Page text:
Picture your doctor(s). Chances are they don't look like Stanford's Leah Backhus, MD, one of a small but growing number of black female physicians.
But hopefully, thanks to the work of Backhus and others, an increasing number of us will have a doctor that reflects the nation's diverse population. Backhus shared her story in a recent piece in the Mercury News, which celebrated female black physicians.
Now a cardiothoracic surgeon, Backhus decided as a sixth grader living in Los Angeles that she wanted to become a surgeon. She is committed to helping black women pursue and succeed in medicine. With other women of color, she cofounded the Artemis Medical Society to support women and girls interested in medical careers.
Backhus told the Mercury News:
I have benefited in a major way from people who don't look like me... But I have also seen a flood of relief when I have reached out to young surgeons in training who are infinitely grateful to have someone who does look like them.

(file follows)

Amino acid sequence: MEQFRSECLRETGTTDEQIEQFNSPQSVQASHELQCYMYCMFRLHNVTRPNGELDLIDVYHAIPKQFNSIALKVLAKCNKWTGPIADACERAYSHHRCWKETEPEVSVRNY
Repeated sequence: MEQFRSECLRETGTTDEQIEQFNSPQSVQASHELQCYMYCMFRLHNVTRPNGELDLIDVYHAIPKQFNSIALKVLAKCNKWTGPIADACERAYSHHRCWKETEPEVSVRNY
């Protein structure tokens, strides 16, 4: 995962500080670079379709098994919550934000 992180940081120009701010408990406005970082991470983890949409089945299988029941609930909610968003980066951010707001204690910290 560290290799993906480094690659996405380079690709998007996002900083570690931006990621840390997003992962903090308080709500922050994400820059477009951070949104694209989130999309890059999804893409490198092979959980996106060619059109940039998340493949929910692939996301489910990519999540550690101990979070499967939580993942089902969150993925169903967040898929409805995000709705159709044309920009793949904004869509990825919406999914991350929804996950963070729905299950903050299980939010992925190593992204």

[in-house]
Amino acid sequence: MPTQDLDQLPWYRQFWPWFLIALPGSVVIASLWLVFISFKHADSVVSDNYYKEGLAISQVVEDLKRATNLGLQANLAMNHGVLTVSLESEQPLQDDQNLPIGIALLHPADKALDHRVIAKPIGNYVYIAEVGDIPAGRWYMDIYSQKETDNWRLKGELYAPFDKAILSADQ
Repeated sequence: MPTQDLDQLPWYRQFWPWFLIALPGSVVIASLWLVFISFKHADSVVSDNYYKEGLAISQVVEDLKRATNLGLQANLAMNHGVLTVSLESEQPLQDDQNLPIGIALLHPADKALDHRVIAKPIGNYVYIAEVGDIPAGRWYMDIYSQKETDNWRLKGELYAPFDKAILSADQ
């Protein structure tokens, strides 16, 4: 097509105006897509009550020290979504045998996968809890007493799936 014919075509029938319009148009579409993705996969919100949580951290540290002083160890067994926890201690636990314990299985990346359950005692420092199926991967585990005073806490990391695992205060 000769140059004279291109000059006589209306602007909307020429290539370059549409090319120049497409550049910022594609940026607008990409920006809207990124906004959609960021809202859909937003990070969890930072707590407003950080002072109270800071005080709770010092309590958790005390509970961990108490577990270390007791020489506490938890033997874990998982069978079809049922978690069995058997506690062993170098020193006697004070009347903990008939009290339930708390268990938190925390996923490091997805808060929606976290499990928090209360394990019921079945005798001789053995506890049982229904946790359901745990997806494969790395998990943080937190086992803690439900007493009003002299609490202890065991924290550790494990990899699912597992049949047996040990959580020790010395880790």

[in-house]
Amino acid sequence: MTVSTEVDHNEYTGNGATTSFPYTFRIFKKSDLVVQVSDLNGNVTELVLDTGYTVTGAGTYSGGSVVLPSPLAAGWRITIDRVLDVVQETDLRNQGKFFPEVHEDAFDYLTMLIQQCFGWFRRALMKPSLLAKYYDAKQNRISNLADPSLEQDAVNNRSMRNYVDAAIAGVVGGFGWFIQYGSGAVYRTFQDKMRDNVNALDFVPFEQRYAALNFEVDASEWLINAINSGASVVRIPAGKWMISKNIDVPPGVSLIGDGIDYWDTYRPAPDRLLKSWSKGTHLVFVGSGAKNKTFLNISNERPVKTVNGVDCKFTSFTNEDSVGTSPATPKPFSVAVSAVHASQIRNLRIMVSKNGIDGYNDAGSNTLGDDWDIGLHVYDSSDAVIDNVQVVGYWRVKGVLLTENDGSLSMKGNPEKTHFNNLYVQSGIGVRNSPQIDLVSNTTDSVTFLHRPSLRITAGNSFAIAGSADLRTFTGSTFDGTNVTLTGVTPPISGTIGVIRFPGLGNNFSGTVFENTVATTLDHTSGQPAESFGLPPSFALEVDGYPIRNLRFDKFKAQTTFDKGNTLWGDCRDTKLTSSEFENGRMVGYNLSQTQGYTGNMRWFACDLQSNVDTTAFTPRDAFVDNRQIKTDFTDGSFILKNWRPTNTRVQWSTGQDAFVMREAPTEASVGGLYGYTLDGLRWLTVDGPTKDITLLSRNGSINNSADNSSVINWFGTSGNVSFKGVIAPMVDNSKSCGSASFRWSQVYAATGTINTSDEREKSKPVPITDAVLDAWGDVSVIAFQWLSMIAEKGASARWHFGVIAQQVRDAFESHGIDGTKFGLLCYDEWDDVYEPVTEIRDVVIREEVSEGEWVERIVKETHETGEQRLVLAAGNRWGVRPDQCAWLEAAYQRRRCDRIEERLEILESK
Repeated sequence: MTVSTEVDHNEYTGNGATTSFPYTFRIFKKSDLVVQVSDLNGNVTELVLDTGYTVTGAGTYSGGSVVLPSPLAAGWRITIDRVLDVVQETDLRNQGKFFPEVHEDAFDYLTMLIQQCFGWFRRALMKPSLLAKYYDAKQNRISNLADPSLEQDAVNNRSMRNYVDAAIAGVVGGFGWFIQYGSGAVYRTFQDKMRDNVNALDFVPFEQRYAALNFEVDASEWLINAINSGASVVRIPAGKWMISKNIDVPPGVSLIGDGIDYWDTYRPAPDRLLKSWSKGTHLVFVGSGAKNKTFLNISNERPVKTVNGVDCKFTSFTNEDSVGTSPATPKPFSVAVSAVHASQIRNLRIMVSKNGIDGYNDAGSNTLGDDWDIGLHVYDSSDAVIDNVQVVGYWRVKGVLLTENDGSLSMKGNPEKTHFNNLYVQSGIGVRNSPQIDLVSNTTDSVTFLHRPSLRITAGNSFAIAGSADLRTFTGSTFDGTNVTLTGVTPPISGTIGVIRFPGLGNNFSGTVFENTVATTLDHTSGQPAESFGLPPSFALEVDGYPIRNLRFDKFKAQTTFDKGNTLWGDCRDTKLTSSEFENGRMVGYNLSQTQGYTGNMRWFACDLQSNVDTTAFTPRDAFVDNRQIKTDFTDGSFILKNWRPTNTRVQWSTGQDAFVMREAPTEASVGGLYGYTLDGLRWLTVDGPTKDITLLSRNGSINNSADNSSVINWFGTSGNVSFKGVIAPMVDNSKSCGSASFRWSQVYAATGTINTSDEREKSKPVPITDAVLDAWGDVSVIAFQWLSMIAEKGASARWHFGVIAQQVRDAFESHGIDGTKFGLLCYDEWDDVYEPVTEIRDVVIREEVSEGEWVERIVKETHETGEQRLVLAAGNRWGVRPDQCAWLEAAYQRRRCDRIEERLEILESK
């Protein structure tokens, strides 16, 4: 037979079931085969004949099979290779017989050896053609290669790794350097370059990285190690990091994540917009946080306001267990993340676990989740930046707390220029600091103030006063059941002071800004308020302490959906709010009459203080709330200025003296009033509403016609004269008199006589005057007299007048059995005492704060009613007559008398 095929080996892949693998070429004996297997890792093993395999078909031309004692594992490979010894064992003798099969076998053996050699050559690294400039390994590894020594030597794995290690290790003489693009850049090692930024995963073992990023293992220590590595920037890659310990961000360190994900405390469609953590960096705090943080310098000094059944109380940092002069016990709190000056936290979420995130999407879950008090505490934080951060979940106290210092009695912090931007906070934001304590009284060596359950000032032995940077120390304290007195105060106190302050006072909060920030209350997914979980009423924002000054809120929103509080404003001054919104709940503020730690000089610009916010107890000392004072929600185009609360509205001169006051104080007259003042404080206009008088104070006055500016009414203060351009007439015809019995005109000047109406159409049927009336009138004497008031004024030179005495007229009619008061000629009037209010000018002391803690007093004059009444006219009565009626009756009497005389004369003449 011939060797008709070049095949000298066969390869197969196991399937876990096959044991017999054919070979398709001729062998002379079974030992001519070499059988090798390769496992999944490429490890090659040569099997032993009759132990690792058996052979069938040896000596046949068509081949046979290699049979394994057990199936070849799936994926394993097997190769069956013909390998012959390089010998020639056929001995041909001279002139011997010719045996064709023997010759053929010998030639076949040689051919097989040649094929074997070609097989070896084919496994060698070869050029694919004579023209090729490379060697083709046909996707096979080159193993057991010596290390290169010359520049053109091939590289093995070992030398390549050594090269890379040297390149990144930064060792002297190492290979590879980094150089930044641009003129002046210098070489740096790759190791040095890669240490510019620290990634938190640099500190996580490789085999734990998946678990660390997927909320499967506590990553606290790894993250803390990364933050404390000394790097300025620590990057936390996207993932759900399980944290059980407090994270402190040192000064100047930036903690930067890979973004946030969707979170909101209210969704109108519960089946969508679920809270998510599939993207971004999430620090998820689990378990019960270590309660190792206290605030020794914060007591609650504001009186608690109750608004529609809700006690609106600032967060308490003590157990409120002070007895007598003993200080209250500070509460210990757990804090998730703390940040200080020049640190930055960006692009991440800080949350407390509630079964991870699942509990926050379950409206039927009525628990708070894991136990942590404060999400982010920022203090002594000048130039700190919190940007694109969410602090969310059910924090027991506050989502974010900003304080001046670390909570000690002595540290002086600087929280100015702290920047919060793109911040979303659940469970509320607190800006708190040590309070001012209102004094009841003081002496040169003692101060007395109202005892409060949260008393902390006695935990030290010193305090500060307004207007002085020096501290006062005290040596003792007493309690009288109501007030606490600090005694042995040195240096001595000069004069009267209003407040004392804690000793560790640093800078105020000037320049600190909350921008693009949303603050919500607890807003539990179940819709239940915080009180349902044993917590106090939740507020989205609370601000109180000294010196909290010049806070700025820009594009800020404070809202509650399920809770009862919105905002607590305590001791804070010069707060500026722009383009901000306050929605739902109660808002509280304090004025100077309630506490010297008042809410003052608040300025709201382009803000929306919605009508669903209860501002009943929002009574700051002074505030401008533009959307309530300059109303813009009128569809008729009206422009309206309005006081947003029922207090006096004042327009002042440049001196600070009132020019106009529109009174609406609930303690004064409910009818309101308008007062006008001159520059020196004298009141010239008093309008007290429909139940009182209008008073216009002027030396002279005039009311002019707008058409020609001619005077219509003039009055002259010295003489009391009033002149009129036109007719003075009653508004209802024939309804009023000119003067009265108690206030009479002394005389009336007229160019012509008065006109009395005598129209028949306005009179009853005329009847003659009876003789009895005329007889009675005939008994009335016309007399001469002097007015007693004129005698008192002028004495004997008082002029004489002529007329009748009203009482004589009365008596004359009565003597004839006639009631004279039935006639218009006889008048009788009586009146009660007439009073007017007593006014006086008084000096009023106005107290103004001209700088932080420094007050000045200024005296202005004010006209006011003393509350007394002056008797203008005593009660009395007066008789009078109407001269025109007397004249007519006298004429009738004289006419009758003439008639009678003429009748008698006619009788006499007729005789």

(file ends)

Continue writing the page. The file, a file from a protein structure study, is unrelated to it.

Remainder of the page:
Feedback on the article itself "has been surprising and humbling," Backhus emailed me. "So many people have said they have shared the story with a daughter, niece, cousin, school or community organization, so it's pretty special feel like you can make a positive impact not only on the lives of individual patients, but the next generation of doctors and our larger communities."
Previously: Doc McStuffins: A pint-sized inspiration for girls of all colors, Women of Stanford Neurosurgery: A conversation on gender, race and mentors and #Iamaphysician launched to showcase diversity in medicine
Image by Anna Louise